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Evergrande bondholders left in the dark as crucial deadline approaches

Evergrande Real Estate Group updates

Investors in an Evergrande offshore bond say they have yet to receive a closely watched interest payment just hours before the deadline, adding to uncertainty over an unfolding liquidity crisis at the world’s most indebted property developer.

The $83.5m payment has a deadline of midnight in New York on Thursday, or noon Friday in Hong Kong. Two people with direct knowledge of the matter said that no payment had been received as of Friday morning in Hong Kong.

The property group, which has not made a statement on the repayment, has a 30-day grace period before any failure to pay officially results in a default.

Evergrande, which had been widely expected to default for weeks, is at the centre of an unfolding storm over the health of China’s vast property sector as the government seeks to crack down on excessive debt.

Its woes shook global stock and commodity markets this week ahead of the impending payment deadline, as traders weighed the implications of a slowdown across a real estate industry that has anchored China’s economic growth for decades.

The developer, which faces total liabilities of more than $300bn, warned in August of the risk of default after a rare public rebuke from Beijing. Falling prices of its debt helped push yields higher across the $400bn Asian high-yield bond market, where it is one of the biggest borrowers.

The dollar-denominated bond with interest due on Thursday has collapsed in price as investors anticipated a missed payment that would kick off the biggest restructuring process in China’s financial history. The note, which matures next year, is currently trading at $0.33 on the dollar.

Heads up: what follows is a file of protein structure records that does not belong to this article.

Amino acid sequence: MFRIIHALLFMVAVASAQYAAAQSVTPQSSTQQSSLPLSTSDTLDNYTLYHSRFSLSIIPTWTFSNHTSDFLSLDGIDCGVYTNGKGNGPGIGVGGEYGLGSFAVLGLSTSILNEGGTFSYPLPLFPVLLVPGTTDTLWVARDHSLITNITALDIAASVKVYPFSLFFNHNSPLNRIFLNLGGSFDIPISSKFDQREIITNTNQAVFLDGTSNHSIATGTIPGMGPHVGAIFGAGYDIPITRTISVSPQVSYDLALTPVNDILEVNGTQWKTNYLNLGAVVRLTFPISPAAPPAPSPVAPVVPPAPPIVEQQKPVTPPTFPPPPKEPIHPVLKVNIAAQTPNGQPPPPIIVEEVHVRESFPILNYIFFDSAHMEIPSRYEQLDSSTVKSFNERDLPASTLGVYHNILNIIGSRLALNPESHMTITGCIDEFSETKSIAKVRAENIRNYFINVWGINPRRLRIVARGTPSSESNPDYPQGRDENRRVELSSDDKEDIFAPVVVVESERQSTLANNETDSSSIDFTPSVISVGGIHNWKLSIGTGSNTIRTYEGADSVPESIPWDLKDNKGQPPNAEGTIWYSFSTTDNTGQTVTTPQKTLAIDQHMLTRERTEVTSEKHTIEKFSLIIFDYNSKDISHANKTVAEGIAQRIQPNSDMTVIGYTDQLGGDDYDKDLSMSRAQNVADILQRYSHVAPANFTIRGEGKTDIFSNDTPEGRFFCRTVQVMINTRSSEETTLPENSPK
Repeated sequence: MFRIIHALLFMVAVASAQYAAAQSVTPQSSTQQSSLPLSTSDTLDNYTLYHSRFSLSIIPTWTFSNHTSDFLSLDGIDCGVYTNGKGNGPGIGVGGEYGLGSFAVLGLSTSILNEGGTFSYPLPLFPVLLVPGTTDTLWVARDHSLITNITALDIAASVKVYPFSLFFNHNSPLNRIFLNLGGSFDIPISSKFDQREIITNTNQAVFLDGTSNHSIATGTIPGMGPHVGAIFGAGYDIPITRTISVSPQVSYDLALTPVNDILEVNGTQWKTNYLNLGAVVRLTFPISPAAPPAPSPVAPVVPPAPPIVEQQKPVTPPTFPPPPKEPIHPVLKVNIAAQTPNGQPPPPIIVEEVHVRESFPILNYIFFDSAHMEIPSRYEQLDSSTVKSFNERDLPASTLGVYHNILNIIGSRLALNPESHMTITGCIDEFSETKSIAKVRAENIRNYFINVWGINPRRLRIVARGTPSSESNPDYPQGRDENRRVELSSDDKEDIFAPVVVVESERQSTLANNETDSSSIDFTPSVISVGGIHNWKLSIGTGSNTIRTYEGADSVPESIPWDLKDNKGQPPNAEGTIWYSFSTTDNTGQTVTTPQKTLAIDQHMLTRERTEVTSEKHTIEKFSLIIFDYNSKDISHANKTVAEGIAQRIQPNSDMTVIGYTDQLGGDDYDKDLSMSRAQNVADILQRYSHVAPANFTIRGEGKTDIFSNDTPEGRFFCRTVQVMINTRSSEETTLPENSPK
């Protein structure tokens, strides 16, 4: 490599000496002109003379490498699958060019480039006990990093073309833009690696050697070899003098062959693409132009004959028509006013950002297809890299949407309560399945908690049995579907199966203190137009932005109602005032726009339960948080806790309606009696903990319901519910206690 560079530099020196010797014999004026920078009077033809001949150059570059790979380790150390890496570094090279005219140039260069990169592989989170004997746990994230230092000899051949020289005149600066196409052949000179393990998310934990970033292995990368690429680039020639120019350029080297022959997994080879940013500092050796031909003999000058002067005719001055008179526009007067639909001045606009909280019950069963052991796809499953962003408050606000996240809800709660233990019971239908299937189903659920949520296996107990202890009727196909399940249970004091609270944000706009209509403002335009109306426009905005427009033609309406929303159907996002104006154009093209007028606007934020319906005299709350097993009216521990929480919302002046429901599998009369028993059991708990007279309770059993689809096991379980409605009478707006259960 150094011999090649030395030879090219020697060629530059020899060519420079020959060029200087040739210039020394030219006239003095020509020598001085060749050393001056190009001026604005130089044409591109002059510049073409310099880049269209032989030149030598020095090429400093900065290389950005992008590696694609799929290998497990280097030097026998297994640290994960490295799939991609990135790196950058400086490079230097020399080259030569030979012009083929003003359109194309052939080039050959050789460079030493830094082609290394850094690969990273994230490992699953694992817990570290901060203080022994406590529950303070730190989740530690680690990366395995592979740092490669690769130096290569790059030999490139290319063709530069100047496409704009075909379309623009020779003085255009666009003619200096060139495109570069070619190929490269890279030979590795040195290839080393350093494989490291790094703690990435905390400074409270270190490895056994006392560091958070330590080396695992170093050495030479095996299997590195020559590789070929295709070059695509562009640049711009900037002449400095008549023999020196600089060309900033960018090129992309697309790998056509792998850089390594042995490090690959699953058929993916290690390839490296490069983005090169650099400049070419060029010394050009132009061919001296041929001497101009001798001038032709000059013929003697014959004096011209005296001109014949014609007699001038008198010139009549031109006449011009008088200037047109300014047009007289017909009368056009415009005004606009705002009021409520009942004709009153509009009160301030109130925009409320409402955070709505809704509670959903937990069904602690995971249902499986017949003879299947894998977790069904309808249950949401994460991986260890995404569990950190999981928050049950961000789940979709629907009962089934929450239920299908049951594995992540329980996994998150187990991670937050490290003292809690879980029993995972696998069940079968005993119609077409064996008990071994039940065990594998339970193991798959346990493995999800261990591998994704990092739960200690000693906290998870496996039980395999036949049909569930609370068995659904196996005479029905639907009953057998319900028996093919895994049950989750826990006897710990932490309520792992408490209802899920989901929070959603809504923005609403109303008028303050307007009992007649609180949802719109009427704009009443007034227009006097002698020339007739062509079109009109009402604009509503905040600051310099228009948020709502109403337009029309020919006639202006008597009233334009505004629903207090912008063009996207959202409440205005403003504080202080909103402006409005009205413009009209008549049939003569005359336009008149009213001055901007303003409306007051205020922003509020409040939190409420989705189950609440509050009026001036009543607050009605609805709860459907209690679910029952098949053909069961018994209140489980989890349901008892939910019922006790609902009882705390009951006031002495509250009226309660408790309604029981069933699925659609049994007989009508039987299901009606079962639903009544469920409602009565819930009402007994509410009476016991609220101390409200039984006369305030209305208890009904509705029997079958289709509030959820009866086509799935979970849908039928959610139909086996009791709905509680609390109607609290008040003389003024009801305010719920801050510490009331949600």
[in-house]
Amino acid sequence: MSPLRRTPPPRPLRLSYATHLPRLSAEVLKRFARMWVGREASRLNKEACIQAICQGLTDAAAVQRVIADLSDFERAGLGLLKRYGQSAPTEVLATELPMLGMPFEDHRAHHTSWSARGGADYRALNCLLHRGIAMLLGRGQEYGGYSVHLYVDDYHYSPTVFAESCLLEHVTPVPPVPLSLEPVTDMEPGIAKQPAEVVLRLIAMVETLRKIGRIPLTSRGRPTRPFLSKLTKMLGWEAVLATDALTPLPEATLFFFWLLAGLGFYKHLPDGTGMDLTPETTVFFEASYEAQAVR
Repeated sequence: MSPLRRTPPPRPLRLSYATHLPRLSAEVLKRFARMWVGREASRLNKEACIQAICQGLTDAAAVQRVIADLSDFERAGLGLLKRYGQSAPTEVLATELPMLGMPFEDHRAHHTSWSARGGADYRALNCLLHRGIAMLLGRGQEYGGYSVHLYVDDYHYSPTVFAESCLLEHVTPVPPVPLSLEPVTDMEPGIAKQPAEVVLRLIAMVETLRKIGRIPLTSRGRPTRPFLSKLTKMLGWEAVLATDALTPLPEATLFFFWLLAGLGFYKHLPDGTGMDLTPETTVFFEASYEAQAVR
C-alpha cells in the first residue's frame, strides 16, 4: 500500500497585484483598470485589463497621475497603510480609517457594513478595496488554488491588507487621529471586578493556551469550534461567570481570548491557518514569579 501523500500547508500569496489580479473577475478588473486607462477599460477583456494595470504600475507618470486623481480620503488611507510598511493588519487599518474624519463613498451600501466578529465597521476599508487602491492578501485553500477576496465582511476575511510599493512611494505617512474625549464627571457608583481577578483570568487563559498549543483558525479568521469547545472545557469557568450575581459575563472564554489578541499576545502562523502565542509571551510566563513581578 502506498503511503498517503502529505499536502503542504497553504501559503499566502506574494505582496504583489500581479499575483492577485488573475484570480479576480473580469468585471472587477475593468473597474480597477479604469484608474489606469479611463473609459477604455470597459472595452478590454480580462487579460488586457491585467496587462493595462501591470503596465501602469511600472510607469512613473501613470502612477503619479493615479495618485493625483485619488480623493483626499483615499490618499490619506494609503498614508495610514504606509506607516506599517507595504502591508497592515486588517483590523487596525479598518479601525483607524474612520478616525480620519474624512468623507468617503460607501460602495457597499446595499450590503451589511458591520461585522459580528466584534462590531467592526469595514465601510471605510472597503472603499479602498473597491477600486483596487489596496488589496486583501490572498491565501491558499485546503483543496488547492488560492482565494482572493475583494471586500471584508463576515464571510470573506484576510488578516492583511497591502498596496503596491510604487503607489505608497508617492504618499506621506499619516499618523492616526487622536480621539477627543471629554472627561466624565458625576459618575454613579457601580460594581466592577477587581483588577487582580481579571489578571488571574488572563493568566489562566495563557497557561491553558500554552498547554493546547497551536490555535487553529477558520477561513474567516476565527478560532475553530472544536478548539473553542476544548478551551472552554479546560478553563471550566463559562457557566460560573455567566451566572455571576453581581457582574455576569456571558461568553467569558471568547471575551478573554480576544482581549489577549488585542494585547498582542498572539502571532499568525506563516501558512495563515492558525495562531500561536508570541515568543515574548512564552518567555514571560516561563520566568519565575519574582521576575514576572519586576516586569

Many of Evergrande’s dollar bonds were trading at about 30 cents on the dollar on Friday, signalling substantial distress, while Hong Kong-listed shares in the company fell as much as 6.7 per cent, bringing them down more than 80 per cent this year. Shares in the company’s electric vehicle subsidiary fell as much as 22.7 per cent.

“Whether it gets paid or not will not change any of the uncertainty,” said Michel Löwy, chief executive of SC Lowy, a Hong Kong-based investment group. “[Unless there is] some form of central intervention and significant liquidity [is added] to the group, there has to be a restructuring.”

Evergrande injected a glimmer of hope into Asia trading on Wednesday when it announced it had reached an agreement with onshore bondholders for a separate interest payment due on Thursday on a renminbi-denominated bond, without providing specific details.

The company faces other deadlines, including a $45m payment due next Wednesday on a bond maturing in 2024. It has a total of about $20bn in outstanding debt on international markets.

Within China, Evergrande is grappling with its obligations to retail investors in wealth management products, who last week assembled at its Shenzhen headquarters to protest, as well as commitments to suppliers and contractors across its hundreds of development projects in China.

“If offshore investors get a settlement that’s 10 to 15 cents above the current trading price, I think people [will] just move on,” said one veteran investor in Chinese debt, adding that authorities would probably use Evergrande to send a message to other developers.

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